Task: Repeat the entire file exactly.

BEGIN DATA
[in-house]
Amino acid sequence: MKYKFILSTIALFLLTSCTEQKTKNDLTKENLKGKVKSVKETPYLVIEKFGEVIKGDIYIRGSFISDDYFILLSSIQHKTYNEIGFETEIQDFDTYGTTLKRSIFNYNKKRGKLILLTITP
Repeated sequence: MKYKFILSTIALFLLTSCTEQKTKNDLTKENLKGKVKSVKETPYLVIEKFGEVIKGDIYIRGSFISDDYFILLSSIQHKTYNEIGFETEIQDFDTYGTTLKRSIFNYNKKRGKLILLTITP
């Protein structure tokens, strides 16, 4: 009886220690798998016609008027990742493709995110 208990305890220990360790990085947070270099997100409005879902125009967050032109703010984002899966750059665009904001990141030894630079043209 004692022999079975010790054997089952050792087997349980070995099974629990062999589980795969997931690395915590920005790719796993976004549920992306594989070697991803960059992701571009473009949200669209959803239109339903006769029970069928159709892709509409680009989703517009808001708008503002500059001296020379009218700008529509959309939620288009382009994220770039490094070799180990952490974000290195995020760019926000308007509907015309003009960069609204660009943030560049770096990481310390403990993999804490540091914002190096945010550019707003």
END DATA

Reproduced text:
[in-house]
Amino acid sequence: MKYKFILSTIALFLLTSCTEQKTKNDLTKENLKGKVKSVKETPYLVIEKFGEVIKGDIYIRGSFISDDYFILLSSIQHKTYNEIGFETEIQDFDTYGTTLKRSIFNYNKKRGKLILLTITP
Repeated sequence: MKYKFILSTIALFLLTSCTEQKTKNDLTKENLKGKVKSVKETPYLVIEKFGEVIKGDIYIRGSFISDDYFILLSSIQHKTYNEIGFETEIQDFDTYGTTLKRSIFNYNKKRGKLILLTITP
């Protein structure tokens, strides 16, 4: 009886220690798998016609008027990742493709995110 208990305890220990360790990085947070270099997100409005879902125009967050032109703010984002899966750059665009904001990141030894630079043209 004692022999079975010790054997089952050792087997349980070995099974629990062999589980795969997931690395915590920005790719796993976004549920992306594989070697991803960059992701571009473009949200669209959803239109339903006769029970069928159709892709509409680009989703517009808001708008503002500059001296020379009218700008529509959309939620288009382009994220770039490094070799180990952490974000290195995020760019926000308007509907015309003009960069609204660009943030560049770096990481310390403990993999804490540091914002190096945010550019707003």